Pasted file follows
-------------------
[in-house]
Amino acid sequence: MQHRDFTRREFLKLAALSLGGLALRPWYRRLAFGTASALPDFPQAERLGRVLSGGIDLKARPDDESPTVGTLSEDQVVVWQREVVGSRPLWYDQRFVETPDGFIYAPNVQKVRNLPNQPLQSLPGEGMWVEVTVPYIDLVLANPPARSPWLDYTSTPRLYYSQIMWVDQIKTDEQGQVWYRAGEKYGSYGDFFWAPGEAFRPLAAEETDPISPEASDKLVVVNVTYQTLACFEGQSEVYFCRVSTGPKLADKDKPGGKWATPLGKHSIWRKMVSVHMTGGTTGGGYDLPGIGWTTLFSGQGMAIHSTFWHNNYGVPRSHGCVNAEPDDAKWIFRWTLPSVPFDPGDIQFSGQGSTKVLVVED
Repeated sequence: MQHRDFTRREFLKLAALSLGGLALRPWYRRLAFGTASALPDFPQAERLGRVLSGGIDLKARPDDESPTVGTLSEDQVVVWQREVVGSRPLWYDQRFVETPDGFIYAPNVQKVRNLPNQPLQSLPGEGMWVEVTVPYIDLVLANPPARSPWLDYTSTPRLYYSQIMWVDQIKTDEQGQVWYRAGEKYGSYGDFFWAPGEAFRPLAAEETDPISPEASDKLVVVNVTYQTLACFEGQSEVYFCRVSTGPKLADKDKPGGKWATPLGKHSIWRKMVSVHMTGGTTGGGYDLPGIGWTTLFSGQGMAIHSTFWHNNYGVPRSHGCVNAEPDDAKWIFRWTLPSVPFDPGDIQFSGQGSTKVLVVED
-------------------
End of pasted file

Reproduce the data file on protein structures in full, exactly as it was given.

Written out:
[in-house]
Amino acid sequence: MQHRDFTRREFLKLAALSLGGLALRPWYRRLAFGTASALPDFPQAERLGRVLSGGIDLKARPDDESPTVGTLSEDQVVVWQREVVGSRPLWYDQRFVETPDGFIYAPNVQKVRNLPNQPLQSLPGEGMWVEVTVPYIDLVLANPPARSPWLDYTSTPRLYYSQIMWVDQIKTDEQGQVWYRAGEKYGSYGDFFWAPGEAFRPLAAEETDPISPEASDKLVVVNVTYQTLACFEGQSEVYFCRVSTGPKLADKDKPGGKWATPLGKHSIWRKMVSVHMTGGTTGGGYDLPGIGWTTLFSGQGMAIHSTFWHNNYGVPRSHGCVNAEPDDAKWIFRWTLPSVPFDPGDIQFSGQGSTKVLVVED
Repeated sequence: MQHRDFTRREFLKLAALSLGGLALRPWYRRLAFGTASALPDFPQAERLGRVLSGGIDLKARPDDESPTVGTLSEDQVVVWQREVVGSRPLWYDQRFVETPDGFIYAPNVQKVRNLPNQPLQSLPGEGMWVEVTVPYIDLVLANPPARSPWLDYTSTPRLYYSQIMWVDQIKTDEQGQVWYRAGEKYGSYGDFFWAPGEAFRPLAAEETDPISPEASDKLVVVNVTYQTLACFEGQSEVYFCRVSTGPKLADKDKPGGKWATPLGKHSIWRKMVSVHMTGGTTGGGYDLPGIGWTTLFSGQGMAIHSTFWHNNYGVPRSHGCVNAEPDDAKWIFRWTLPSVPFDPGDIQFSGQGSTKVLVVED